Plant Highlight: Graptopetalum mendozae
By Brian Kemble
The genus Graptopetalum, belonging to the Crassulaceae, is not a large group, with 18 species recognized at present. Most of the species occur in Mexico, with two extending northward into Arizona. It is ironic that the best known and most widely cultivated species in the genus is Graptopetalum paraguayense, whose name falsely implies that it originated in Paraguay, though it too is from Mexico. These plants are related to other genera in the family found in Mexico, including Echeveria, Pachyphytum, and Mexican members of the large genus Sedum.
The name Graptopetalum means “marked petals”, referring to the red lines or splotches found on the petals of most of the species. However, an exception to this rule is Graptopetalum mendozae, with pure white petals. This delightful little species is found only on 3 old volcanic plugs* in the state of Veracruz, not far inland from Mexico’s Caribbean coast.
About the Plant
G. mendozae is a small clump-forming plant, with its many slender stems initially growing upright, but soon sprawling to the side, or hanging downward if growing on a cliff. Its chubby leaves are clustered at the ends of the stems; they are oval to somewhat spoon-shaped, with the upper surface flattened, while the bulging lower surface has a slight keel towards the blunt tip. The leaf color is difficult to describe, but it might be characterized as a pearly mauve-gray with a pinkish tinge. The lower leaves in each rosette are the largest, and these may be up to .7 inch long (18 mm) and .43 inch wide (11 mm). However, they are often smaller than this.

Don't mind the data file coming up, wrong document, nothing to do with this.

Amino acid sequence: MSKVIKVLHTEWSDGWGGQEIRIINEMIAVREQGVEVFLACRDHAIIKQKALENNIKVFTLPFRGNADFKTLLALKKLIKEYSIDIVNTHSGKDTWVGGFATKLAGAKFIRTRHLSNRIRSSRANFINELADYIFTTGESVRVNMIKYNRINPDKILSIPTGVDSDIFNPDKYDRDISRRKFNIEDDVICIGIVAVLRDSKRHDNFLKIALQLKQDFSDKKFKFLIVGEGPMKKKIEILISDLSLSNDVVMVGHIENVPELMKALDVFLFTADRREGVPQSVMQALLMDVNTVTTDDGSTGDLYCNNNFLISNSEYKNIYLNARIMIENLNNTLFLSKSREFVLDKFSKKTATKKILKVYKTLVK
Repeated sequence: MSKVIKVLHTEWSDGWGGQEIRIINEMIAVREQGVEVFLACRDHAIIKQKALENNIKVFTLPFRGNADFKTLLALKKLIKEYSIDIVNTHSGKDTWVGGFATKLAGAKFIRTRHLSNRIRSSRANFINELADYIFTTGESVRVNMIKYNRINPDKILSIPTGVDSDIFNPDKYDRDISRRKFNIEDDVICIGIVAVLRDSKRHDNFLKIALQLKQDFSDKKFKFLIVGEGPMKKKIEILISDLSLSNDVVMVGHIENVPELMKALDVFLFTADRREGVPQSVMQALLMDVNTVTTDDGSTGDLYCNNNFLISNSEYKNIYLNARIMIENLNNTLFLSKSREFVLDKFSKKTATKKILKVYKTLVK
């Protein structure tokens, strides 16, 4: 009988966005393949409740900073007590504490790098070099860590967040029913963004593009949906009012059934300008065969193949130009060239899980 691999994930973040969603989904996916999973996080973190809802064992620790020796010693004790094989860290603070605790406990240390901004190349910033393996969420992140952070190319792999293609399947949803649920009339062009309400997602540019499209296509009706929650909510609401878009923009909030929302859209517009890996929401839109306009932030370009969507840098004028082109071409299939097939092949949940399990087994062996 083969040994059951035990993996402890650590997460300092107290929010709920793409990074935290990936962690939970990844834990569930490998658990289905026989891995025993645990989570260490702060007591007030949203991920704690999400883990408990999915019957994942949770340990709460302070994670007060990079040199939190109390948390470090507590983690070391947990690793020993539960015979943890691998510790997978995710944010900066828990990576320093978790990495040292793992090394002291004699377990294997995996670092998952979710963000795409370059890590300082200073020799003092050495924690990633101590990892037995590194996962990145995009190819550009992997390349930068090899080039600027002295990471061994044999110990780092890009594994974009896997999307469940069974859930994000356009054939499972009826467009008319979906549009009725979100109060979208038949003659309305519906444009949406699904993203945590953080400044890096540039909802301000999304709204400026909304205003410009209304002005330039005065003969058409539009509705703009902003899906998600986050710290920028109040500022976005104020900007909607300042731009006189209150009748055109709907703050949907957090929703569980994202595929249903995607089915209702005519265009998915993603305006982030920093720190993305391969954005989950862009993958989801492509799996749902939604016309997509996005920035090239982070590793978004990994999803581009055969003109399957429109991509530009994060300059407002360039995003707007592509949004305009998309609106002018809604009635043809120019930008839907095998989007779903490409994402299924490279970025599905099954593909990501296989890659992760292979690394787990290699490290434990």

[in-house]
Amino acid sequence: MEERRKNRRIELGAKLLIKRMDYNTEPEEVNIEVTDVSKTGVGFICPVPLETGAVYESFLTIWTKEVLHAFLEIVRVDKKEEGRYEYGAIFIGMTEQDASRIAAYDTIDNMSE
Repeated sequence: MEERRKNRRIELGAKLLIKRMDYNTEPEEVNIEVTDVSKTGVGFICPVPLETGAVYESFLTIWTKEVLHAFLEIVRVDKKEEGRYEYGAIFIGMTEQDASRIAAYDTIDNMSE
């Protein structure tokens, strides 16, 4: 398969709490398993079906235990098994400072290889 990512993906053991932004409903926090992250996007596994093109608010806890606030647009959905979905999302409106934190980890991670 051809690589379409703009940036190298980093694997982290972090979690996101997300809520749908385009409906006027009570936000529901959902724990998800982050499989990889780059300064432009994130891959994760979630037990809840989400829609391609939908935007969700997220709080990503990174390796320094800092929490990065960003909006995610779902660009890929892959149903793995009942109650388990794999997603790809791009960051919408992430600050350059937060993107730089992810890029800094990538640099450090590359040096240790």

About the Inflorescence
Although its flowers are not large and showy, G. mendozae is very free-flowering, with inflorescences up to 4 or 5 inches long (10 to 12.5 cm). An inflorescence may be unbranched, but often it forks, with each fork holding 3 to 10 flowers. The flowers are well-spaced rather than clustered together, and they have relatively long pedicels (the stems of the individual flowers), these being .4 to .8 inch long (10 to 20 mm). As is typical for Graptopetalum, the flowers open widely and tend to face upward, showing off their white petals. The flower diameter is .4 to .6 inch (10 to 14 mm).
About the Fruit
After being pollinated, a flower’s 5 seed chambers (carpels) swell up while the petals wither. At maturity, the carpels split open to release many tiny seeds in the landscape.
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* A volcanic plug is the exposed core of an extinct volcano.